8 months ago


158 The Principles of

158 The Principles of Beautiful Web Design cooking, or ordering it. The images on the Olivia Restaurant site 3 , seen in Figure 5.4, are amazing. They create an atmosphere that makes you want to get in the car and head for the nearest location. An image like this doesn't just express the idea of a great restaurant, but also suggests a great experience awaits you there. The chef doesn't just look like a regular old cook, he looks like an artisan, with amazing craftsmanship. Figure 5.4. Olivia Restaurant: amazing restaurant photography I realize that relevancy, interest, and appeal are all very subjective, but sometimes subjectivity and artistic license are appropriate. If you think it’s a good image for the project, run with it. Generally speaking, I’d avoid monsters, slime, and aliens in most websites, but as we’ve seen above, given the right client and target audience, it may be a valid design direction. For every image you choose for a design, you need to be able to answer “yes” to at least two of the questions above. Why not all three? Well, sometimes it’s fun to toss in an appealing and interesting image that has nothing to do with your content. You know, like a bunch of birds carrying a whale in a net (the famous Twitter “fail whale”, shown in Figure 5.5). 3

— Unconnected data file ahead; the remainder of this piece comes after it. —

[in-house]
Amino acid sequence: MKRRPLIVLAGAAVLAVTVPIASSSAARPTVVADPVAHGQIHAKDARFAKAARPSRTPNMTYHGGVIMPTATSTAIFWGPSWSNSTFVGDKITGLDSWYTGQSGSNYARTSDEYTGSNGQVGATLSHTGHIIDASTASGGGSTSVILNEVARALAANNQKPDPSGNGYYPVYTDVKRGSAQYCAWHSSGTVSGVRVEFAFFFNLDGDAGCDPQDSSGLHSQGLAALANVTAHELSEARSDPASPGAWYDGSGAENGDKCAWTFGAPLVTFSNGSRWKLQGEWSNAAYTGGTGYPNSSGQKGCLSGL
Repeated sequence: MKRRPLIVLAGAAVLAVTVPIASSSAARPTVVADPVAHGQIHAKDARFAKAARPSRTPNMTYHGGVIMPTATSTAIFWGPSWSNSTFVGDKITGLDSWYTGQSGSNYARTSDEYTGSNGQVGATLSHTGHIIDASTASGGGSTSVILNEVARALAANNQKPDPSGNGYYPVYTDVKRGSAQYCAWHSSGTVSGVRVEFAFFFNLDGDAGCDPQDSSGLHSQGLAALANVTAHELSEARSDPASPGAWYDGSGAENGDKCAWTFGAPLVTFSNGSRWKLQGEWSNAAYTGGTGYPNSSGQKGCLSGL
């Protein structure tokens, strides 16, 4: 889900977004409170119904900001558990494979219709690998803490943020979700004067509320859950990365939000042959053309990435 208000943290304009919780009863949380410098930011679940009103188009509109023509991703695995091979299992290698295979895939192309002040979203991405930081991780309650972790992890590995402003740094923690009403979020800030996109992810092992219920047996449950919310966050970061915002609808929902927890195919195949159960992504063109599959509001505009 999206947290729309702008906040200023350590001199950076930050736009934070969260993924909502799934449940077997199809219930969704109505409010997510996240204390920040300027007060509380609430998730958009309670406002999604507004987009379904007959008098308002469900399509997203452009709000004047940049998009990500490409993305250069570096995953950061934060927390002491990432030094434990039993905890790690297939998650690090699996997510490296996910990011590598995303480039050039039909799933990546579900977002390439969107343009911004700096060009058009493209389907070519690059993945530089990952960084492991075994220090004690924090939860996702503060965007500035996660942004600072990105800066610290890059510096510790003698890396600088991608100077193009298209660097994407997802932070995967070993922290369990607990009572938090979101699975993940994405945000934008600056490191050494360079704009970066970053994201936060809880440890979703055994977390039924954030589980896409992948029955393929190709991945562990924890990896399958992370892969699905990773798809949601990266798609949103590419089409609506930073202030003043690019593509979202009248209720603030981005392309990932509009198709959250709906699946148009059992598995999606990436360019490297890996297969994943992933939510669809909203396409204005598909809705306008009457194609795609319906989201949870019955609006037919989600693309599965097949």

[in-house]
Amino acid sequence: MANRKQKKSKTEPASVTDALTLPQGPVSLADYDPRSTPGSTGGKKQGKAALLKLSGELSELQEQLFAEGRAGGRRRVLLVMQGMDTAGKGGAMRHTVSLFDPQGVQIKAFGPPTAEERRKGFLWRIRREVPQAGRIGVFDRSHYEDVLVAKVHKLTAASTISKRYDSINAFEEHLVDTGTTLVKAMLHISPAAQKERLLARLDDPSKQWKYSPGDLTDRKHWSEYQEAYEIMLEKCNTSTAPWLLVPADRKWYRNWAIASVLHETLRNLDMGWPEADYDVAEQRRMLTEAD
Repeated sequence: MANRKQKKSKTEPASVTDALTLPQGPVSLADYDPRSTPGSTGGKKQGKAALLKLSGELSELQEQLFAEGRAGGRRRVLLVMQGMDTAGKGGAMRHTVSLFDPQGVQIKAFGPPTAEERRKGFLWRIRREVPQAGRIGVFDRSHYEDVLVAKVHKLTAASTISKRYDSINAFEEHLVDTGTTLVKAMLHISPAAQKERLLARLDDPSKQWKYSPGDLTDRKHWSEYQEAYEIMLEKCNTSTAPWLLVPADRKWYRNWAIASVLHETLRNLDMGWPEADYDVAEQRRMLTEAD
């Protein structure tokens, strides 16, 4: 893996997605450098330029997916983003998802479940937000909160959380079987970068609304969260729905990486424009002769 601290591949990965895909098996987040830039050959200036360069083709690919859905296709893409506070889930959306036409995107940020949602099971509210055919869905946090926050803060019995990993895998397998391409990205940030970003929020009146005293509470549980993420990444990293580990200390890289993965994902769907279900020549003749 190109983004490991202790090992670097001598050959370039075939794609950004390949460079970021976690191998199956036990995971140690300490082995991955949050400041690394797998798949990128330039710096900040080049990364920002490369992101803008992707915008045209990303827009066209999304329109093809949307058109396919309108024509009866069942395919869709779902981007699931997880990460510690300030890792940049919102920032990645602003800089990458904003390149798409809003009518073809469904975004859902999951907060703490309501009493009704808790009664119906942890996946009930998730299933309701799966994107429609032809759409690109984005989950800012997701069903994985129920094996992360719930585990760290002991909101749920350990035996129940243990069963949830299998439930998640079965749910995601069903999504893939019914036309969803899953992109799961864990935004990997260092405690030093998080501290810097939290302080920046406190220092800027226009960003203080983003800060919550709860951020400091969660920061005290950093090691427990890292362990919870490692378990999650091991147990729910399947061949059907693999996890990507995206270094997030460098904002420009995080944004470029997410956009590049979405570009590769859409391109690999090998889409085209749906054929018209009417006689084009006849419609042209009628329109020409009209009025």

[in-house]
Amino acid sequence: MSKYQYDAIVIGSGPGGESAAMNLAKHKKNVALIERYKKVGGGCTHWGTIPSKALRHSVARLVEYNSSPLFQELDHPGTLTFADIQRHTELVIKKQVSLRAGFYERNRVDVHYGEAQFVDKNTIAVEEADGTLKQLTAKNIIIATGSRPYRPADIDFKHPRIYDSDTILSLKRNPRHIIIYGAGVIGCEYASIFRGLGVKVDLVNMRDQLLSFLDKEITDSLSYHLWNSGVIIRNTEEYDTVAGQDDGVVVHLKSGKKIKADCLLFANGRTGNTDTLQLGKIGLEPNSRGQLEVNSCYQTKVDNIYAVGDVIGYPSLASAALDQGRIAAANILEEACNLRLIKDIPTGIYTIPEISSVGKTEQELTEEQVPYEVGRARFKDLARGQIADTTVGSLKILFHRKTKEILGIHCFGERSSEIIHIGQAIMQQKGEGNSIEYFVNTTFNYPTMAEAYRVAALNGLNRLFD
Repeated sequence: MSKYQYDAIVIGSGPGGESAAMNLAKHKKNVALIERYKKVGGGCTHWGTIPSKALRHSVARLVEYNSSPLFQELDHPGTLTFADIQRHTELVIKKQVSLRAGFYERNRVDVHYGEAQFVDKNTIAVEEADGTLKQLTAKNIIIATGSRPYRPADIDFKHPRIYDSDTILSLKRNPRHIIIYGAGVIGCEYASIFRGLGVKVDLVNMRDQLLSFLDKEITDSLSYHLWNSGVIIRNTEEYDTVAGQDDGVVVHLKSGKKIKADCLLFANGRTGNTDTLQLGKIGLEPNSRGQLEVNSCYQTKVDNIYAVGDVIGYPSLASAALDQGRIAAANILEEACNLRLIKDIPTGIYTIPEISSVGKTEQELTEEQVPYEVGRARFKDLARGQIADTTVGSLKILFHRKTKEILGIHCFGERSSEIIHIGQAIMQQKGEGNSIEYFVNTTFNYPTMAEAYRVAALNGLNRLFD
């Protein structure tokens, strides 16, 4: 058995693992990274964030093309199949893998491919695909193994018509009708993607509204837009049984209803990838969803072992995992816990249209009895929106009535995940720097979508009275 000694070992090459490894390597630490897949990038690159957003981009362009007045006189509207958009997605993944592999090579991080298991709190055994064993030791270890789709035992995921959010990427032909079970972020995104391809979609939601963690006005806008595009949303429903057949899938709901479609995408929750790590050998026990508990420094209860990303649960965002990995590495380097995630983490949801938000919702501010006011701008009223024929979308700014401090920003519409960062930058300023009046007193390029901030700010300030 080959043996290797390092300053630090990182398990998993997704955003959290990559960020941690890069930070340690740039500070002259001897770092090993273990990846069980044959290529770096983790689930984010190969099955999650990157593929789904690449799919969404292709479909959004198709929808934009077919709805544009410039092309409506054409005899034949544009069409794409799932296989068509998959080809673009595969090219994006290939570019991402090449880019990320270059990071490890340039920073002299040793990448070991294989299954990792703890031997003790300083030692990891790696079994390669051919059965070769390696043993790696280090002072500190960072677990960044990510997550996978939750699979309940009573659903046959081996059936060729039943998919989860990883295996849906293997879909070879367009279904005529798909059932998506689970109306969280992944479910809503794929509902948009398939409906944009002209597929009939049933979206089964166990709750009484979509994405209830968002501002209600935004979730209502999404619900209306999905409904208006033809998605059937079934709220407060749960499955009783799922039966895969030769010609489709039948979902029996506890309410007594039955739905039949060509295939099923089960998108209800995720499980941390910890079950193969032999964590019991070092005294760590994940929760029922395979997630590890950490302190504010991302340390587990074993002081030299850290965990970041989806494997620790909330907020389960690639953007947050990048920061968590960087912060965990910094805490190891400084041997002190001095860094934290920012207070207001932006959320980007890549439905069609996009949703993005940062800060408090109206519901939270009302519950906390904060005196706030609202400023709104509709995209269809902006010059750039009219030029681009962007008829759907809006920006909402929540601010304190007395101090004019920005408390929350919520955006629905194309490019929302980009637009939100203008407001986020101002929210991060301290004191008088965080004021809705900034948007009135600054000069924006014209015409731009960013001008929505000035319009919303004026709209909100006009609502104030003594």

Imagery 159 Figure 5.5. Twitter's “fail whale” Legitimate Image Sources So where does one acquire interesting, appealing, and relevant imagery to use for a website project? You basically have three options: create it yourself, purchase stock images, or hire a professional. The approach you take will depend on the budget and needs of your client, as well as your own skills. Take It or Make It For me, taking pictures with my own camera or creating my own illustrations is usually a win/win situation. If local clients need pictures to use on their websites, it gives me a chance to escape the office and do something different for a change. I’ve had the opportunity to take pictures of products, restaurants, a factory, apartments, a martial arts studio, storefronts—I was even able to ride around in a golf cart to take pictures of a golf course one morning, all while I was on the clock. But it’s more than just a fun outing for me. Clients usually like the idea because it shows them that I want to be involved in every step of the project. It can also cost them less than it would to contract a professional photographer. 4 The same is usually true for illustration and animation work. Most of the time, a custom site design requires some level of illustration. For items like icons, buttons, backgrounds, basic drawings, and logos, you might consider taking a stab at fulfilling the client’s needs yourself. Keep in mind that illustration doesn’t necessarily have to be complex or time-consuming for the message to be communicated successfully. Take a look at the website for the agency Designzillas 5 in Figure 5.6. The cartoon dinosaur isn't necessarily complicated, but it serves as a mascot for the company, and immediately gets your attention. The bright green and yellow work well with the black background, too. 4 While you may not think of yourself as a photographer, taking good photos is a skill that, like design, can be learned. A great place to start is SitePoint’s Photography for the Web []. 5

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